Monday, August 23, 2010
Book Review: One Thousand White Women
The novel is written as a diary by Mary Dodd who was committed to an insane asylum by her parents because she had two children out of wedlock. When she is given the chance to leave the asylum and start a new life as a bride to a "savage", she jumps at the opportunity. The women who also took the government up on their offer include an impoverished Southern belle, two Irish criminals, a prude, a freed slave and many more. None of them know what to expect from their new lives and many are terrified when they meet their betrothed. Yet, being wed to a "savage" is not the hardest thing these women will have to overcome.
First of all, the reviews for this book are harshly divided. People either absolutely loved it and would include it on their list of books they would take to a deserted island. While others wish it could be part of a book burning party. However, I have to say that I am somewhere in between. This is far from a favorite for me and I would have to say that I am a bit leery about recommending it to my friends because I think they would find the characters to be shallow, the plot to be insipid, and the overall message to be muddled. Still, that's no reason to get out your lighter fluid. The way I would describe this novel is a western for women filled with the adventure of a John Wayne movie and just about equal in character development.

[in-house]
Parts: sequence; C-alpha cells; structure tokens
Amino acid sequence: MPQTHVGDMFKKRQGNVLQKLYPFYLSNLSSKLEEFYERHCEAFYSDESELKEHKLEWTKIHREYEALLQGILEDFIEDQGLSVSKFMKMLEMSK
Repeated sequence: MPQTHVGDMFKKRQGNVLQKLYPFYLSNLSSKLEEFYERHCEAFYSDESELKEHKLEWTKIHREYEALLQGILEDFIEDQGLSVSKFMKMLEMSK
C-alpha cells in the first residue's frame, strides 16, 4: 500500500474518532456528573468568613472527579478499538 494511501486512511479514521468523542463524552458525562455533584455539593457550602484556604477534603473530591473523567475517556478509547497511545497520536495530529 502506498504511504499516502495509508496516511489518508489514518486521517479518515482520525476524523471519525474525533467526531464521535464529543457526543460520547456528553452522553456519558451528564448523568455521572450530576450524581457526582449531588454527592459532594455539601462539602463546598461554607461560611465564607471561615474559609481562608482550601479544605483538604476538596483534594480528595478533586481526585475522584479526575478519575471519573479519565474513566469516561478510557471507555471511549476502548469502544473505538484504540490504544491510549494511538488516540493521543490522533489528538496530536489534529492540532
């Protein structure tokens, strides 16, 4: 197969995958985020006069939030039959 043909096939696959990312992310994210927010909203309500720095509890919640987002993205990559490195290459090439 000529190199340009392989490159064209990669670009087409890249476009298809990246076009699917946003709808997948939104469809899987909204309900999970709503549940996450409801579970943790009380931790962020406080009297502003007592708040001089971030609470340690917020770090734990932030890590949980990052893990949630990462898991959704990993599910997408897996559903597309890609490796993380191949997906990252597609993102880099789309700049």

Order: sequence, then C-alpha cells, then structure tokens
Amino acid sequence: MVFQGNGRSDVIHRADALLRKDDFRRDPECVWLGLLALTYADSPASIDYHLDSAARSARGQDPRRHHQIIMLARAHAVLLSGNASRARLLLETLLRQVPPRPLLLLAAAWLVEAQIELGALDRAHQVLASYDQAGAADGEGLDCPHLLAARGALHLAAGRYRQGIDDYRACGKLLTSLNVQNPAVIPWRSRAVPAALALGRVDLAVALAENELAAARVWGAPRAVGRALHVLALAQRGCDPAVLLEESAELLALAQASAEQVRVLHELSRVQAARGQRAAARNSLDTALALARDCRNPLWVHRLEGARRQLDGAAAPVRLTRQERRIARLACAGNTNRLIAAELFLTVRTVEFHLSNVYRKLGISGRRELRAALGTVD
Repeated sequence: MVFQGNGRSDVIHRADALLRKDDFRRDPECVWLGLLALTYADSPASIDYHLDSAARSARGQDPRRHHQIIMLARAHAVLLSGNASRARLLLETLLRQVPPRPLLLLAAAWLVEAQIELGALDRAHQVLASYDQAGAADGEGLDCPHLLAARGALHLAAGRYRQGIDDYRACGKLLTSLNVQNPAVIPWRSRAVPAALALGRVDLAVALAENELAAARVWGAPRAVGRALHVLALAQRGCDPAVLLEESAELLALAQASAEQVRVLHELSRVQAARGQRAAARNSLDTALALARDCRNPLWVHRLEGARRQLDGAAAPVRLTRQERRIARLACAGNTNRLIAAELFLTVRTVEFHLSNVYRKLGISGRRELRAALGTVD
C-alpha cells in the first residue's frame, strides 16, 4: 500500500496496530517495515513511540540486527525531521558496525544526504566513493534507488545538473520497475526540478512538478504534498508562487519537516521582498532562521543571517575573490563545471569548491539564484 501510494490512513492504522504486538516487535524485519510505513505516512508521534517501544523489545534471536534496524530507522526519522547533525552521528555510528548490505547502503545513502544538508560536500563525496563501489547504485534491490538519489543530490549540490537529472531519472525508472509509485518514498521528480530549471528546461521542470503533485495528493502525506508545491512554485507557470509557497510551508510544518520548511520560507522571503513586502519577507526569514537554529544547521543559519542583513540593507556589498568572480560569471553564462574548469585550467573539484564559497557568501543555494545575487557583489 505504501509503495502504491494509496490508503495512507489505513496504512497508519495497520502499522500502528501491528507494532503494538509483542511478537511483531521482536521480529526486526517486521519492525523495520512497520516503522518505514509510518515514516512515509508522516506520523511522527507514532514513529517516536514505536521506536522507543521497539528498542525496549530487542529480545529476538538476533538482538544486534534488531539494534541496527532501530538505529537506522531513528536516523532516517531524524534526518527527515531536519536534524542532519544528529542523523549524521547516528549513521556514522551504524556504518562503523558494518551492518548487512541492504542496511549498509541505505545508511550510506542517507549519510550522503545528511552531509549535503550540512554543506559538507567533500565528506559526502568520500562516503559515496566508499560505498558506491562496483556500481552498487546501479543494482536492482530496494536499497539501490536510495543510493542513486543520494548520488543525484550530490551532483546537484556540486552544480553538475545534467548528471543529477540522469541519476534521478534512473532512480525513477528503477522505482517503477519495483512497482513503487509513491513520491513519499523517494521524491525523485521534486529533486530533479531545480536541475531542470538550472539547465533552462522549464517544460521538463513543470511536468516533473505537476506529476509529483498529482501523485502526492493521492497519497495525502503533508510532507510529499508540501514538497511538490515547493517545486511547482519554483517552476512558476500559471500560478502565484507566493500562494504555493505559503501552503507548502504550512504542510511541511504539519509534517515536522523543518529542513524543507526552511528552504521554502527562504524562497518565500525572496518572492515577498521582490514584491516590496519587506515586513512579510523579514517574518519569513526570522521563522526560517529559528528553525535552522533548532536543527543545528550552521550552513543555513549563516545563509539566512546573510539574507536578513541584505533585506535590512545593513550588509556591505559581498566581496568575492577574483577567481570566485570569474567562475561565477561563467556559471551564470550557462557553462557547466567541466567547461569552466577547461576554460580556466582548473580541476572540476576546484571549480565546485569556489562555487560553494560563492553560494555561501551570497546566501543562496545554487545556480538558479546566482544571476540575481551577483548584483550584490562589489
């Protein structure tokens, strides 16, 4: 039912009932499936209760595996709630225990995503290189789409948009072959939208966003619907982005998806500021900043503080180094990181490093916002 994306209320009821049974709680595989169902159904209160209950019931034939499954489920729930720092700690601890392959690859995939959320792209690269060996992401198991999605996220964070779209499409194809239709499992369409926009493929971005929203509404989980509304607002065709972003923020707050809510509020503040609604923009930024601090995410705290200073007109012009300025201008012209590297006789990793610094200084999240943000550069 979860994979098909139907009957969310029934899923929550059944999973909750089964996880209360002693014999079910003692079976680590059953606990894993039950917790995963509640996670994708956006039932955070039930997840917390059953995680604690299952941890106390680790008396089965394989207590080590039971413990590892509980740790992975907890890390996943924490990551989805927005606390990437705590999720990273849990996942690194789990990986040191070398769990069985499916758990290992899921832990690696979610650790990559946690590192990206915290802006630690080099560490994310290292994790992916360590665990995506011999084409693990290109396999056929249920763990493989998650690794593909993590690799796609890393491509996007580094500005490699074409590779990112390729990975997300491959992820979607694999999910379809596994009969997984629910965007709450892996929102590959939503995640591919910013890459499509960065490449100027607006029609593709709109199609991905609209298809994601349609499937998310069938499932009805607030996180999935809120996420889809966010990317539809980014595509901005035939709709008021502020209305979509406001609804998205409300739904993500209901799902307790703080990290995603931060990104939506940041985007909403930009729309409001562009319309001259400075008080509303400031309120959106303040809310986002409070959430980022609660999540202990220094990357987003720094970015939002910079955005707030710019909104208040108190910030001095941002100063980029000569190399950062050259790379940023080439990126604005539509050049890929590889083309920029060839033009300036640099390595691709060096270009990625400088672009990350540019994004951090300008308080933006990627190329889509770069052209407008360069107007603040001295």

With such a diverse cast of characters I thought I would find one that was intriguing. But alas...they were nothing but cliches and offensive ones at that. I wasn't as repulsed by the characters as some other reviewers but I didn't find them in any way enlightening. I think that it would make a great book club book (and it has) because people are so divided and feel passionately about it.
Lastly, what made me actually dislike the book had nothing to do with the novel itself but all to do with the author. After reading the novel, I looked at some of the reviews on Amazon.com and found that almost every review that gave Fergus 1 star was subject to aggressive comments by Fergus himself. Though I believe authors should be allowed to defend their work, I also think that discourse and negative reviews do not deter readers but instead inspire people to read a novel that could create such reactions (cough cough...Twilight...). Unfortunately, Fergus has muddied the waters with his own comments. This has only further alienated readers who didn't like his novel and I am almost certain that they will never read another one of his novels and might even bad-mouth him to others.